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today 6/2/16 on aobibliosphere™ [aobibliospotlight™: A Boy Made of Blocks by Keith Stuart]

Monday, February 28, 2011

bestseller for a day: 30 pieces of silver by Carolyn McCray + guest post + giveaway


30 Pieces of Silver: A Guest Post

I hate to say I put poor AO Bibliophile in a difficult position.

Actually I put a lot of readers in a difficult position because you see "30 Pieces of Silver" is controversial.  Not just controversial but extremely controversial. As one of my readers noted ""30 Pieces of Silver" makes Dan Brown's Da Vinci look like a Sunday School lesson."

Meticulously researched yet lushly drawn, I wanted "30 Pieces of Silver" to not just entertain but to challenge any reader's preconceived notions about not only Judas' betrayal but the aftermath of the Crucifixion.

Told both in Christ's time and our own, I hope I have drawn a tangled yet believable tale of intrigue and deception.

Below is a sample of the novel.  If you enjoy the excerpt please head over to "30 Pieces of Silver's" Amazon.com page where it is available for just 99 cents in honor of "Bestseller for a Day."

With the purchase of "30 Pieces of Silver" you will be helping an indie author scale the Kindle Bestseller Lists and show the publishing industry that talent exists outside NY!


And here is the promised excerpt from "30 Pieces of Silver":

30 Pieces of Silver
Given the amount of firepower launched at her today, it was difficult to chalk Lochum up to a crazy conspiracy guy anymore. But to make this leap in logic that John the Baptist lay before them, she could not tolerate.
“Just because these bones date to the first century AD, and you found dirt consistent with the area embedded in his tendons, and he was decapitated, does not make him that John.”
When Lochum finally met her gaze, his lips carried a genuine smile. Not a manipulative grin or a condescending smirk, but a true smile. She didn’t think she had ever seen that expression on his face before.
The professor handed her a magnifying glass. “Just look.”
Rebecca stepped back. This attitude she had seen before. Lochum had perfected domineering to an art form.
“And find what?” she asked. “Some wood slivers consistent with the stakes the Romans used to mount his head on the gate? Or maybe linen fibers deep in the joints to prove that his people stole the remains to give him a proper burial? That isn’t going to prove what you need it to prove.”
To her surprise, no anger rose in Lochum’s eyes; instead, the professor just smiled that completely agenda-free smile again. “For an old friend, ’Becca, please.”
His kind tone took her by complete surprise. She didn’t know what to do besides take the magnifying glass. Rebecca surveyed the ulna first. There were multiple superficial scratches. More than likely scavengers. Rats and the like. The radius had even more of the linear scorings. Hungry little bastards. But then she moved on to the pelvis, where there were hundreds of markings. Pulling back a few inches to take in more of the pattern, she realized that they were not random at all.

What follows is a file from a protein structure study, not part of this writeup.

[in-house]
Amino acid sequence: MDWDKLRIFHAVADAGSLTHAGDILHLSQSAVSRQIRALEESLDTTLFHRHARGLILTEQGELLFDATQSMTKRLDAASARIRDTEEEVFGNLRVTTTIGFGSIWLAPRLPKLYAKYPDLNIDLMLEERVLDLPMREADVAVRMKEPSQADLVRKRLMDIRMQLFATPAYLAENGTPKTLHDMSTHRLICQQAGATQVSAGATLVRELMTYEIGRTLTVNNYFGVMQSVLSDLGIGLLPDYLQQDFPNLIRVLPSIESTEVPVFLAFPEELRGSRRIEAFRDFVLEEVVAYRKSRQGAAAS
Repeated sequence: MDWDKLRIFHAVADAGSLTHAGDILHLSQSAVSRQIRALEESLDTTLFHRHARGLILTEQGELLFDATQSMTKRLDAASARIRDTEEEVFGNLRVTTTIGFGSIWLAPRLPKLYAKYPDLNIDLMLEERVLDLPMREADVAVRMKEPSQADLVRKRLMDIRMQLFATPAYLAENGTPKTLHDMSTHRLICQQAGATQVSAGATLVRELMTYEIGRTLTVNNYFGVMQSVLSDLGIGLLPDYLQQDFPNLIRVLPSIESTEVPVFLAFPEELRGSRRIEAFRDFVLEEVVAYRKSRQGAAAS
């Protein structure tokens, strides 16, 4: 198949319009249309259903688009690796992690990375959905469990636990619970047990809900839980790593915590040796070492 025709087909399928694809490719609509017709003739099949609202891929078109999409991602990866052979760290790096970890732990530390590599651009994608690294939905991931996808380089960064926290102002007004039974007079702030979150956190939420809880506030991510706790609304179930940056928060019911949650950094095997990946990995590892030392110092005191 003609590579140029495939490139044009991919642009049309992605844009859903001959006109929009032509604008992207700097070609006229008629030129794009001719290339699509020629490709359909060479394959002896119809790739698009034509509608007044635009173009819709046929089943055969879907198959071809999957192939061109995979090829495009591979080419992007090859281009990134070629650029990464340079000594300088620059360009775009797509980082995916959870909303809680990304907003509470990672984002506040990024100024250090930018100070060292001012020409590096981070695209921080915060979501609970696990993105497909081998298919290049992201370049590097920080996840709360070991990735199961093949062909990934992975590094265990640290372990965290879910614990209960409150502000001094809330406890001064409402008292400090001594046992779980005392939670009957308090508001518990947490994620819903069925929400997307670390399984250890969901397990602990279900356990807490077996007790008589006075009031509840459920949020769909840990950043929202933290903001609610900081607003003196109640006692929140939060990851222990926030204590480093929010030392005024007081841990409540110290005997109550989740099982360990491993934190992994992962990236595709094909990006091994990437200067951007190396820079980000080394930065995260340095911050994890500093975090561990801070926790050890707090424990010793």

“That’s ancient Greek!”
Lochum didn’t sound condescending in any way. “Yes, and the lettering covers the entire surface of the skeleton.”
Rebecca swung around to find Brandt as stunned as she was. Whatever the sergeant’s skepticism a moment before, his face held only sheer wonder. Yep, that was Lochum at his best.
“Brandt, come look.” But the sergeant frowned, looking torn between his duty and his curiosity. “Just a peek,” she cajoled.
Who could turn down a direct view into ancient history? Especially someone who knew of Giv’at? Reluctantly at first, then with more intent, Brandt viewed the tiny scribbling.
Rebecca turned to Lochum. “Have you deciphered the text?”
“It is encoded as they would have done to ensure the Romans did not stumble upon their closely guarded secrets.” Lochum indicated the skull. “This section relates to his childhood.” He pointed to the femur. “But here is where we have made the most progress. Study these inscriptions.”
Leaning over Brandt, Rebecca moved the glass to the femur. These writings were more organized, with an obvious sentence structure. However, her ancient Greek wasn’t what it used to be. But the word “Christos,” Christ, was unmistakable.
“Can’t you see, ’Becca? We have a map. A map to Jesus.”

Carolyn McCray
And again I would like to thank AO Bibliophile for this incredible opportunity to spread the word about both "30 Pieces of Silver" and "Bestseller for a Day!"  If you would like to know more about "Bestseller for a Day" just visit www.bestsellerforaday.com and to learn more about me visit www.carolynmccray.com


thanks Carolyn for guest posting.  your book certainly "placed me in a difficult position." to find out why, here is my review of 30 Pieces of Silver

Carolyn is also giving away a Kindle to one lucky reader. now isn't that super cool and exciting! so here's what you have to do:
  • go to Bestseller For A Day's website. on the right of the page, you'll see a newsletter form. fill it out then submit.  you are automatically entered. 
  • purchase 30 Pieces of Silver at the Amazon store for just 99¢. this offer is only valid today February 28, 2011. 
 good luck to everyone and happy reading!


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